Thursday, February 12, 2009


I was thinking about my merry band of Affirmands this morning and about all the things I wish I could just tell them, convince them of, now when they're only 13 or 14. About God and life and faith. So they wouldn't have to figure it out on their own through trial and error. So they don't start wandering around and lose their way and get hurt and do stupid things and maybe never find their way back.

Sitting at our church's newcomer's dinner the other night there were about 15 young adults in the room, people in their late 20s, early 30s, each of them telling a little about what had brought them to LaSalle and so many of them had stories about giving up on God, being burned by the church, losing faith sometime in their teens, and now finally taking some tentative steps back, starting with walking in the door of our church a few times.

Of course, I told my story that night too. It's not all that different than theirs. Except that I'm older. And I've walked into and out of a lot more churches along the way. Lost and found my way a few more times. Keep losing it. And finding it.

And I guess it hit me again this morning, that my job isn't to inoculate these kids against doubt, it isn't to find a subtle way of chaining them to the church so they won't leave, it isn't even to create some sort of protective bubble around them so they don't get bruised along the way. It's simply to let them see where I've been, the ups and downs of my stumbling, fumbling path toward the holy. And that's enough.

I started out thinking I needed to give them advice and I realize I can only really give myself advice. So here's the advice I wrote to myself this morning.

Advice to myself:

Let it go.
All of it.

This is yours.
This day.
The heat coming in through the vent in the dining room, warming your legs, your hips, your hands.
This time.
These words.
What you do with the day.
All yours.
Things will be all right.
It may take a little time, but you’ll get there.
Laugh more.
Don’t worry about doing things perfectly.
Just do things as well as you can.
Know that you’re all right.
Sometimes you have to just shake your head and realize
You’re not God.
Nor would you want to be.
At least all the time.
Give yourself a break.
Take plenty of hot baths.
Keep a heating pad handy and warm blankets.
Let someone who loves you caress you back, run his hands gently up and down your back, like they would a fretting baby who can’t sleep.

Let someone love you.

When you’re sad, ask to be held even if it makes you cry.
Don’t be afraid to cry. Tears are the smooth stones you find next to a riverbed as you’re walking through the woods, the ones that tell the best stories, the ones you keep in your pocket then place at the foot of the candle you light when you pray, the ones that feel just right in your hand, the shape of them, the weight of them.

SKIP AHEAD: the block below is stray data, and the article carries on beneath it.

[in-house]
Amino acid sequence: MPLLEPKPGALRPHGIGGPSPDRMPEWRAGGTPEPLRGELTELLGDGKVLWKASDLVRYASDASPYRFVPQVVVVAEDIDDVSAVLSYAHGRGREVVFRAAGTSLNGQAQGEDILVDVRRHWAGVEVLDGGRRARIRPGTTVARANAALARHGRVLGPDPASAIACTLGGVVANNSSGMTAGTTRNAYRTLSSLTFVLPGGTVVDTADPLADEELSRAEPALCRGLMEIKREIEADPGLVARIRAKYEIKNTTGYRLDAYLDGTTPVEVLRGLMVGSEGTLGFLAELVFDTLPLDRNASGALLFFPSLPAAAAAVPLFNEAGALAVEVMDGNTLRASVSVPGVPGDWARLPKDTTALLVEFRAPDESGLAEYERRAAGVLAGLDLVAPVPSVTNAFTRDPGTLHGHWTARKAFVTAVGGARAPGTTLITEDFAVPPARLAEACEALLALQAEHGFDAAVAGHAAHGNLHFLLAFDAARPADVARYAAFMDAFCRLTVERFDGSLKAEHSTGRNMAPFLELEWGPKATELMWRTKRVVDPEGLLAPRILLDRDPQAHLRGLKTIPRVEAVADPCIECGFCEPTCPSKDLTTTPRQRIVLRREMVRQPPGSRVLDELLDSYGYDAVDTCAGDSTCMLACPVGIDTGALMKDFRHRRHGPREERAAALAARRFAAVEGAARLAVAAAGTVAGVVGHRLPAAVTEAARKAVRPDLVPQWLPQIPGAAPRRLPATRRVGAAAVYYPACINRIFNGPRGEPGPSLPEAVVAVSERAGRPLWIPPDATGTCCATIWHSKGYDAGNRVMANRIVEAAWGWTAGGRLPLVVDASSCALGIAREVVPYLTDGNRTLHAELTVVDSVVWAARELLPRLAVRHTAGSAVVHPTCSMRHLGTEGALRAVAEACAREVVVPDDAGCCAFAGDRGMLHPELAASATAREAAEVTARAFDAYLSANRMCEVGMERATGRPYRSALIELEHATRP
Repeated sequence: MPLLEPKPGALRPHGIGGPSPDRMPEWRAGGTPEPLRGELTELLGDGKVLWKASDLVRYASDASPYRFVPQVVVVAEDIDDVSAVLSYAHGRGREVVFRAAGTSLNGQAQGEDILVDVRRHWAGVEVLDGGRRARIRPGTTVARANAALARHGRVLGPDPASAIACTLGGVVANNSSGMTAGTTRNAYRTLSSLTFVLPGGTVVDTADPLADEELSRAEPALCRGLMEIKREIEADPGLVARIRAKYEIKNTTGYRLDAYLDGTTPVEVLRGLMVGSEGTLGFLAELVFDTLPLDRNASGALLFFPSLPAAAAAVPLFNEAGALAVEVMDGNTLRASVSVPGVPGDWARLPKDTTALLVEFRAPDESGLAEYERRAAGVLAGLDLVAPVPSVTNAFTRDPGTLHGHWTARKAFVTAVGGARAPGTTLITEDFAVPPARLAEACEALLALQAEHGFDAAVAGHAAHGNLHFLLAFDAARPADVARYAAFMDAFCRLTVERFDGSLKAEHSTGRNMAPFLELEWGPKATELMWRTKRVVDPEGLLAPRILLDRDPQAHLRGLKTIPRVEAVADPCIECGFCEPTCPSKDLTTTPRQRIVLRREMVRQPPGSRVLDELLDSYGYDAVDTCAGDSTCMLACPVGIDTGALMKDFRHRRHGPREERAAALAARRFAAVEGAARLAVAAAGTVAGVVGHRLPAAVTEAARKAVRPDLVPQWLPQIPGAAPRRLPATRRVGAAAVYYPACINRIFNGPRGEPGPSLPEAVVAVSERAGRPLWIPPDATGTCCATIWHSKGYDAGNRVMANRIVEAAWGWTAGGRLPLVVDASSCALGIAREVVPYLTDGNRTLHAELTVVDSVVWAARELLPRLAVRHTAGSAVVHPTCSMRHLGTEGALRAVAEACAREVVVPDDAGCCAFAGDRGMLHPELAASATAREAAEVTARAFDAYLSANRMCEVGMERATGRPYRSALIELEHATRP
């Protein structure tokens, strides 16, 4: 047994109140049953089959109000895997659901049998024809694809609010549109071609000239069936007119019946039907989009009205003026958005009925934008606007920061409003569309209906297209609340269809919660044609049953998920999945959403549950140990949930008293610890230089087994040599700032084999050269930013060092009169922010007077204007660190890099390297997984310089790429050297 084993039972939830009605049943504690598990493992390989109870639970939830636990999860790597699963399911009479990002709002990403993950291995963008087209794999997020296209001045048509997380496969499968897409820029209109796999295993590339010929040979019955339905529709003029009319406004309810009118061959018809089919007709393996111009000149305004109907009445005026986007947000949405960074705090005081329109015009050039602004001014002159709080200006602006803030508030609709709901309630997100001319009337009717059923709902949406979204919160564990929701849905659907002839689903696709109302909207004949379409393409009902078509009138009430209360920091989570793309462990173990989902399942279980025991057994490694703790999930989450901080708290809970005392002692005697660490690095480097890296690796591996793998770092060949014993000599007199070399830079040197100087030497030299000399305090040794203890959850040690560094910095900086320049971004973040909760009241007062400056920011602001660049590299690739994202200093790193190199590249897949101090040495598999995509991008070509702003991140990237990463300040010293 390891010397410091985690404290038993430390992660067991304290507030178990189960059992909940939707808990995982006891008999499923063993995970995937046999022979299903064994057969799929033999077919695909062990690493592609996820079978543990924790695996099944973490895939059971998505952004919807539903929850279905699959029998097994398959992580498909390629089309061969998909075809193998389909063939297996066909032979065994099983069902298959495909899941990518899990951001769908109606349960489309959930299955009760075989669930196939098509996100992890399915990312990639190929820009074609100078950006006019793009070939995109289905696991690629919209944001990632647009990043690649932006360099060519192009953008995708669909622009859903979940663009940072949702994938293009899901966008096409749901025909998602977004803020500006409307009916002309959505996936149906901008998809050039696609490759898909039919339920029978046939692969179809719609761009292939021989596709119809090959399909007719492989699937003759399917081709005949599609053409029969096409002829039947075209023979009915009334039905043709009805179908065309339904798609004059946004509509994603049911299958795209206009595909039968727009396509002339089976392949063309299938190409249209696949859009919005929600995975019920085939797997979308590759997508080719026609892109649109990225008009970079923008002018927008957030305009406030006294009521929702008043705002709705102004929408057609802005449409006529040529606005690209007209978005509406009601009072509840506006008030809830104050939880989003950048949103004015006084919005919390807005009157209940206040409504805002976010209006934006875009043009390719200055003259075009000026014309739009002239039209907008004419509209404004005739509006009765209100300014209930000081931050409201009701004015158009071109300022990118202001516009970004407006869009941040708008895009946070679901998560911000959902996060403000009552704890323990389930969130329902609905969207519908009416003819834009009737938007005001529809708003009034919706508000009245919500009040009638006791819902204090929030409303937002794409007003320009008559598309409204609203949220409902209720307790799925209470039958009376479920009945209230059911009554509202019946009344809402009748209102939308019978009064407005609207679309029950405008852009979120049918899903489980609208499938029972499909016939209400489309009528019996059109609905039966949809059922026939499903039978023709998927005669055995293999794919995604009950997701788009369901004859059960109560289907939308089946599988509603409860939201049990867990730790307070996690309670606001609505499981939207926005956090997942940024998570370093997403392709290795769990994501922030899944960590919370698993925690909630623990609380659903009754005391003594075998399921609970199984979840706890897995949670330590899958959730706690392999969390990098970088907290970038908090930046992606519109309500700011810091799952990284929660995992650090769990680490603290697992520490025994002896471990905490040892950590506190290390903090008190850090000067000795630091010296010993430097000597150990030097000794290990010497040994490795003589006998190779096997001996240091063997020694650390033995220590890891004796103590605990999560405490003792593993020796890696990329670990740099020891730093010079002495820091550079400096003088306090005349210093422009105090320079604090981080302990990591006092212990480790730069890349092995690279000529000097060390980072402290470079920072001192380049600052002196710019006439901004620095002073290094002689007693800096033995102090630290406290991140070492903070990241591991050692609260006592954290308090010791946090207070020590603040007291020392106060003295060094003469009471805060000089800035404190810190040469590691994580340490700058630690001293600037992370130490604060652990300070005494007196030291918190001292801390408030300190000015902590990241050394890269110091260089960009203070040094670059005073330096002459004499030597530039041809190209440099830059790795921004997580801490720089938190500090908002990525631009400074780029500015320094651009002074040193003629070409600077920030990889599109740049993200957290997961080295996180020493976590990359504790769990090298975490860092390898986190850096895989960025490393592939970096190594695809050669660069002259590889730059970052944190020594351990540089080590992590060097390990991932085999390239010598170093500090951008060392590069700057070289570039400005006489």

The scars that are them and how they ache with beauty.

Grasp the beauty.
Your own.
Everyone else’s.
The beauty of objects. Like paperclips. And popcorn.
The beauty of moments. Like before. And after.
Even the beauty of a bunch of people sitting around a conference table having a meeting. Each of them trying to do something right. Do something good. Say something worthwhile. Be of worth. Be loved. Not lose their job today.
Oh Jerusalem
How often I wanted to gather you under my wings.

Forgive yourself for not being perfect.
Laugh at yourself.
Laugh at how hard you try to get everything right.
Laugh at how much it matters.
And how little it really matters.

Be silly.
Silly silly silly
Insanely silly.
Life is too short not to be silly.
Whoop it up.
Speak in your British accent.
Laugh until you pee your pants.
Life will not end if you pee your pants.
Tell funny stories about yourself.
Stories that show how silly you really are.
Tell about the time you thought that guy was coming over to hug you.
His arms opening, you fell into them, like it was the most natural thing in the world, embracing this stranger, embracing him and all of the strangers of the world.
And then he told you he was actually just coming over to get his coat.
You were standing in front of the coat rack.
Bless your heart.

Bless your heart.
Remember how beautiful human beings are.
You are.
When they aren’t holding on too tight.
When the blood is flowing.
When they are leading with their hearts.

When they stop pushing away.

Pull everyone to you.
Tell them you love them.
Tell them they love you.
Tell them you need them.
Know that they need you.

Like air. And water. And blood.

Oh yeah.

And trust me on this. You might want to forgive some people. For all their bad advice.
And yourself for following it for far too long.

Touch the places where it hurts. Push hard on those tender places until the knots loosen.



Be happy.
It’s OK to be happy.

Let God love you.

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